Wonderful, wonderful Copenhagen....!
The global Tenant, April 2003Will the right wing majority manage to privatize the public housing stock in Denmark? The opposition is organizing resistance and the public opinion is against a sell-out.
I love walking the narrow streets of Copenhagen. This city more or less managed to escape the European inner city demolition trend in the 1960´s and 70´s. The university is still situated in the city centre and there are cafés, bars and small restaurants everywhere. The city centre still holds plenty of residential buildings and in the evenings lights can be seen in the windows with people moving behind curtains.
For a newcomer to Copenhagen, the sight of the mixed city population gives you the impression of a city with room for everyone. This has been the case up till now.
Selling, or not selling…The right wing government has stated its intention to sell off the public housing stock (non-profit co-operatives) in Denmark, starting in 2003. Not a very unique trend… There are about 500 000 public housing flats in the whole of Denmark, which corresponds to about 20 percent of the total stock. Copenhagen has a 50-50 distribution of private ownership versus rental, of which 20 percent is public and 80 is private rental.
The Danish Tenants Organisation together with representatives of the public housing associations, and a majority of the Danes (57 percent in 2002), oppose this development.
The arguments from the government are similar to those in other countries; tenants really want to own their housing – a persisted argument even if polls show other results, and that owners take better care of their properties and common premises than renters. Experiences from other countries such as Sweden, the UK and countries in eastern Europe show increased segregation - as the offer is more attractive to those tenants with a higher income. Less attractive housing in less attractive areas are not easily sold. It is also estimated that direct housing costs will increase for new owners with more than 50 percent.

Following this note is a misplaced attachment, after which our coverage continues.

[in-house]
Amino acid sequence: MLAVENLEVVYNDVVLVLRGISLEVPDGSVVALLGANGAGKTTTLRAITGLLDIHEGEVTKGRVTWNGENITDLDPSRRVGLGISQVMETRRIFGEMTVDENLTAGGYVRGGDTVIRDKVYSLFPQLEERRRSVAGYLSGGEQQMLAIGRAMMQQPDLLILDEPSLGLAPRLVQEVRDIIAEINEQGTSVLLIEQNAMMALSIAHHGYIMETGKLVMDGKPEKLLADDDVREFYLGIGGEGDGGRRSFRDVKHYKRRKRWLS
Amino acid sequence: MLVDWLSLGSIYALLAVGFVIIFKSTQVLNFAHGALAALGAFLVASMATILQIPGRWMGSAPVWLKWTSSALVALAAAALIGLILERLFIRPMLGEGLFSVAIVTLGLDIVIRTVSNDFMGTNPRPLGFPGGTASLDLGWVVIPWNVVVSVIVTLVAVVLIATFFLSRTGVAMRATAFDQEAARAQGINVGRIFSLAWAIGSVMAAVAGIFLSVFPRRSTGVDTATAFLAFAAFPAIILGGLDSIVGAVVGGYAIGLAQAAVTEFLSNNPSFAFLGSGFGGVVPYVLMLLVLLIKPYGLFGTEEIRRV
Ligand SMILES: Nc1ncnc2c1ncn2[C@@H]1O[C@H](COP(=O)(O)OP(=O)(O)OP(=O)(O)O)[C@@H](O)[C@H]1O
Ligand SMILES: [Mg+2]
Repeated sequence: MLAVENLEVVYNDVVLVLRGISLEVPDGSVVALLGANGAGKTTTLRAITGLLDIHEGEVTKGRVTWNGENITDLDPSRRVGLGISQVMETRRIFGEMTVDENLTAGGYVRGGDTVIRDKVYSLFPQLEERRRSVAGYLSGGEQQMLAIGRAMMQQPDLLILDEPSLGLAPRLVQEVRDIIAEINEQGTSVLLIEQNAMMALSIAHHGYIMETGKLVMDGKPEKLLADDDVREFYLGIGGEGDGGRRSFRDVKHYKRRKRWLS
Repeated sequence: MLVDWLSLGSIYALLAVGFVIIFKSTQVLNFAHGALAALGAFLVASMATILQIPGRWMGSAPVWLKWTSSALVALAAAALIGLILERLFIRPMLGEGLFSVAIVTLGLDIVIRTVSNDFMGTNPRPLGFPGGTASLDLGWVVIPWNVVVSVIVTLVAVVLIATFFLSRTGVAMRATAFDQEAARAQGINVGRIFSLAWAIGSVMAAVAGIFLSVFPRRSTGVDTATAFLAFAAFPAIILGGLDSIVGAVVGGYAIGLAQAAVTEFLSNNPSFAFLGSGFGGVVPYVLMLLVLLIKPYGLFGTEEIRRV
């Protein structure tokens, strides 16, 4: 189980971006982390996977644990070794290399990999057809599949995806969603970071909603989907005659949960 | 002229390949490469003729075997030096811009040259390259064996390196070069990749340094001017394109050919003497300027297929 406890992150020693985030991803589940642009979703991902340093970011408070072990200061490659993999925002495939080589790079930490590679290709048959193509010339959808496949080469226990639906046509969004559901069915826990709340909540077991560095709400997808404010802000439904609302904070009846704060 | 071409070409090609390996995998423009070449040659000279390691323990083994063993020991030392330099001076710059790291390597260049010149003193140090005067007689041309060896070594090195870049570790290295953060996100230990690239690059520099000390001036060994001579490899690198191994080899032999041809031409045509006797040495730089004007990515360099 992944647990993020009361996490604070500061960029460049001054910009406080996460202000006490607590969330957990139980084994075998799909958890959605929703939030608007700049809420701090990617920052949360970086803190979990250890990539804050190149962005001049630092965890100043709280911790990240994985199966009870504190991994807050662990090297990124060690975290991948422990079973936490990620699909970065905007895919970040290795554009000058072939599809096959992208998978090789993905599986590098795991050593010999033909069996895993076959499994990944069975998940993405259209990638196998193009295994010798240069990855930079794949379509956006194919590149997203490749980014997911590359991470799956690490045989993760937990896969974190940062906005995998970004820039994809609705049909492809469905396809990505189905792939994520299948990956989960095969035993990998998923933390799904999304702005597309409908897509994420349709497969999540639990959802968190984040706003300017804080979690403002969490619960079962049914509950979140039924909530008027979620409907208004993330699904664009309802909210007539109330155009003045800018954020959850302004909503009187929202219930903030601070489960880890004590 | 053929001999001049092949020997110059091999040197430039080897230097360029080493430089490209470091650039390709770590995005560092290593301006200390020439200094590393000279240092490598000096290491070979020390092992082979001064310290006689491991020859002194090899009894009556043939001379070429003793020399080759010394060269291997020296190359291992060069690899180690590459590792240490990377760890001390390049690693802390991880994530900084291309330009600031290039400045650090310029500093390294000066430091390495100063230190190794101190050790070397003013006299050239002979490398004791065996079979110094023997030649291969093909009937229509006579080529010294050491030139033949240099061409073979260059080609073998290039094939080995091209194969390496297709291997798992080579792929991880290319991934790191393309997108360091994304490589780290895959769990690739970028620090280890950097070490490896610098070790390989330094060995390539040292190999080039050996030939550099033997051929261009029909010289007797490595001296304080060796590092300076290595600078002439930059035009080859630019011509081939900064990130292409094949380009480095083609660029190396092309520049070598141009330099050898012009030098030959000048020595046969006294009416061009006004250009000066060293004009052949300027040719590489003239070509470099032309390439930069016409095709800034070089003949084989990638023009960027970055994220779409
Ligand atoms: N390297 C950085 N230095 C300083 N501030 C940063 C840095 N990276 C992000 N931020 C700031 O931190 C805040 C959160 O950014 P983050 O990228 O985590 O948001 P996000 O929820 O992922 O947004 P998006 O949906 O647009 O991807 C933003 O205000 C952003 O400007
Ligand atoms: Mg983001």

Another side effect is increased costs for the local authorities. By law, the Danish authorities have to assign housing to its citizens, and to immigrants. Without public or social housing the authorities have to house the needy in hostels and hotels. In Sweden, several municipalities have been forced to buy back houses, houses they sold some years ago.
Public, but privatePublic housing in Denmark, also referred to as co-operatives, is available for all citizens, with no income limits. Public housing on larger estates give priority to families with children. Individuals with special needs have priority to 25 percent of the stock. The public housing sector is actually private, in the sense that the formal owners are non-profit housing associations. Through a formalized decision-making process all tenants can have an influence on e.g. the budget; rents, investments and repairs.
Rents through the prime cost principalIn the public sector the prime cost principal means a system of no profits. The rent should cover costs for continuous and present maintenance. A budget deficit one year is cleared through rent raises the next year. Major repairs are planned for 10 years ahead and are all financed through rents.
Selling is expropriationThe Danish Tenants Association and other groups defending public housing soon discovered that this massive sale of public housing was actually the selling of private property, as the owners are the housing associations. The sale was defined as expropriation, which is prohibited by constitutional law.
On February 7 the news hit the front-pages in Denmark, and the Danish government has now backed and called for a time-out. The government’s intention is to put forward a new report in May, but without consulting interest groups such as the National Association of Co-Operative Housing Societies or the Danish Tenants Association. The Danish conservative government has surely not yet backed from its intentions, and the battle is far from won.